SM7032 - Games and Gamification (2022/23)
|Module specification||Module approved to run in 2022/23|
|Module title||Games and Gamification|
|Module level||Masters (07)|
|Credit rating for module||20|
|School||School of Computing and Digital Media|
|Total study hours||270|
|Running in 2022/23(Please note that module timeslots are subject to change)||
This module introduces students to the role of digital games in the digital media industry. It explores various applications of digital games in entertainment, education, business, marketing and advertising, analysing gamification practices as well as key game design practices and game design theories.
The module addresses issues in game ethics, game genres and gaming cultures, the evolution of technologies and delivery platforms, and the impact of the games industry on interaction design practices. Students will explore current trends in game design and game research, gamification approaches and applications. They will evaluate game designs and gamification methods in relation to specific applications. Students will apply these principles and theories to the design and conceptualisation of an interactive game or a gamified experience.
- To enable students to evaluate the ethical, technological and theoretical frameworks in game design and gamification theory and practice.
- To enable students to plan and conceptualise a digital game or a gamified experience.
Prior learning requirements
The syllabus covers current trends in game design and game research, gamification approaches and applications, the evaluation of game design and gamification tools and production techniques.
Students will apply game design and gamification principles and theories to the design and conceptualisation of an interactive game or a gamified experience.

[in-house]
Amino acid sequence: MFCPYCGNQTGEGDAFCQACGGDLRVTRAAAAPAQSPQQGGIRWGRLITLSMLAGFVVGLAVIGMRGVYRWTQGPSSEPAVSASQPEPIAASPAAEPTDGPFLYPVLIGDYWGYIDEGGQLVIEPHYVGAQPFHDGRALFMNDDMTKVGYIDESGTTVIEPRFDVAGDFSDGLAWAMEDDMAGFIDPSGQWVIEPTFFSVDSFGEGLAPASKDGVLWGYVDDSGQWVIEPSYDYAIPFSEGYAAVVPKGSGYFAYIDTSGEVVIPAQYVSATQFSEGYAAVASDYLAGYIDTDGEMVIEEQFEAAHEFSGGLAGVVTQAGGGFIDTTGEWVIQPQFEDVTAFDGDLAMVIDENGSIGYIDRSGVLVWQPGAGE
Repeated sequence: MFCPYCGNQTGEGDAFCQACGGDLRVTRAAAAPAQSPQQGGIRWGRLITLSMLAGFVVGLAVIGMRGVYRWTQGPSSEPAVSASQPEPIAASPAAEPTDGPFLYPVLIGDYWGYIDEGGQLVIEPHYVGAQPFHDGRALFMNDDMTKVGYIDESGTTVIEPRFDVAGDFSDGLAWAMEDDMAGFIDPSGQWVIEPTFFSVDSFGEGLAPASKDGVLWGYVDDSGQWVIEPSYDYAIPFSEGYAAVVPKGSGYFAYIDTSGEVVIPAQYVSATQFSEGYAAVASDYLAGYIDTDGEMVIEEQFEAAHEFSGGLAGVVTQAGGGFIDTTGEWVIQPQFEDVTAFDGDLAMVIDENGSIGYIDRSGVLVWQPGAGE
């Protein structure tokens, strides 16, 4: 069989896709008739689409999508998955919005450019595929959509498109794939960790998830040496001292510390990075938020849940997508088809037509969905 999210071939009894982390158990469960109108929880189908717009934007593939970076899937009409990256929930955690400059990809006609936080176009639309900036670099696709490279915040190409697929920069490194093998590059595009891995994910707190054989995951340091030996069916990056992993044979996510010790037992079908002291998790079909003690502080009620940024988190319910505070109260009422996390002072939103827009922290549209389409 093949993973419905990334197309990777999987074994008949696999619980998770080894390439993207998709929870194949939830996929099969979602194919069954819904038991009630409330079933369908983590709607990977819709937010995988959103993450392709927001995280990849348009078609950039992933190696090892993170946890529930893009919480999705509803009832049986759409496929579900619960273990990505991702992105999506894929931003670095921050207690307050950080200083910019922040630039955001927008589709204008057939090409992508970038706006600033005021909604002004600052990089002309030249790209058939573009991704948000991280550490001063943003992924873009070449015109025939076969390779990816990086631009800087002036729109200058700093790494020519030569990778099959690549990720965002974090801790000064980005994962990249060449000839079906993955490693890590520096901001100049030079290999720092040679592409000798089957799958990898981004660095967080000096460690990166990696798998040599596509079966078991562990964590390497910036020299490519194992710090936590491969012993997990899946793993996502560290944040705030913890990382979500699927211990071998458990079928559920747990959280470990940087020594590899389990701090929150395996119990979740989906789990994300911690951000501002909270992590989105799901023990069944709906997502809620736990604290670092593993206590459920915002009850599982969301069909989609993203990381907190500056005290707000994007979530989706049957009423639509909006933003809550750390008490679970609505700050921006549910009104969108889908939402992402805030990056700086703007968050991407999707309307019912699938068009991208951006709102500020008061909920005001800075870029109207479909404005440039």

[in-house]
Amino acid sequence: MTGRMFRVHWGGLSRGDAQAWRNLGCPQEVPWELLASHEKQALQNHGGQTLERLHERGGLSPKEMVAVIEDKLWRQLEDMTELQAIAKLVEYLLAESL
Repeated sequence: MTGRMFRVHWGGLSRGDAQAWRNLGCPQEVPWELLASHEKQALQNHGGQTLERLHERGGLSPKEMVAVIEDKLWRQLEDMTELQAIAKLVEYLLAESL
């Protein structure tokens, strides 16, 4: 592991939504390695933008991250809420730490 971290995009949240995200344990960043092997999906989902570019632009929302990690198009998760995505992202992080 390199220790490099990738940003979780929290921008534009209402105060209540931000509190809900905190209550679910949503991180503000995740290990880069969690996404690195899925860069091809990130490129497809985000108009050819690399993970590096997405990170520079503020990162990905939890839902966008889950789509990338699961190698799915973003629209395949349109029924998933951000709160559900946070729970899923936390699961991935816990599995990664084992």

An indicative outline of syllabus will cover:
- History of the gamification movement.
- Key elements of digital games and gamification.
- The game design and gamification industries, an overview of the main players and the market for games and gamified experiences.
- Ethics in game design and gamification.
- Game genres, cultures and audiences.
- Game design theory and language.
- The role of narratives in game design and gamification.
- Current trends in game and gamification studies research.
- Serious games - for education, health, political and business applications.
- Game tools and game production techniques.
- Planning and conceptualising a game production or a gamified experience.
Balance of independent study and scheduled teaching activity
Teaching methods include lectures and on-line interactive learning material, tutorials, seminar discussions and computer lab sessions. Students will be expected to attend lectures and take part in on-line activities as well as comment on their readings. A blended learning strategy will be employed to enhance the learning experience. The VLE will be used as a platform to support online discussions and situated learning experiences and to facilitate formative assessment and related feedback as well as a tool to integrate useful online learning materials provided by professional organisations and other relevant sources.
LO1 Critically analyse interactive game design traditions and technologies with respect to game design and gamification theories.
LO2 Evaluate, select and analyse best practice in game design and gamification.
LO3 Implement the planning and conceptualisation of a digital game or a gamified experience.
Assignment 1 is a written analytical report on a theme in games or gamification. The given topic will vary, and personal interests can be discussed and agreed with the tutor. For example, the brief might require a comparative study of two educational experiences (such as museum tours) one real and one virtual, with specific reference to the gamification elements; students would be expected to analyse and comment on these.
This assignment addresses LO1 and LO2.
Assignment 2 is an opportunity to showcase game design skills, as applied to a game or to a gamified experience. Students will demonstrate their understanding of game design and how design choices influence the motivation of the players/users by explicitly explaining their design choices. The main output is a designed artefact, accompanied by relevant documentation. The final piece will draw on students’ existing skills and can be expressed in a range of media. Students are not expected to develop a complete working game, but a professionally executed prototype that demonstrates design ideas.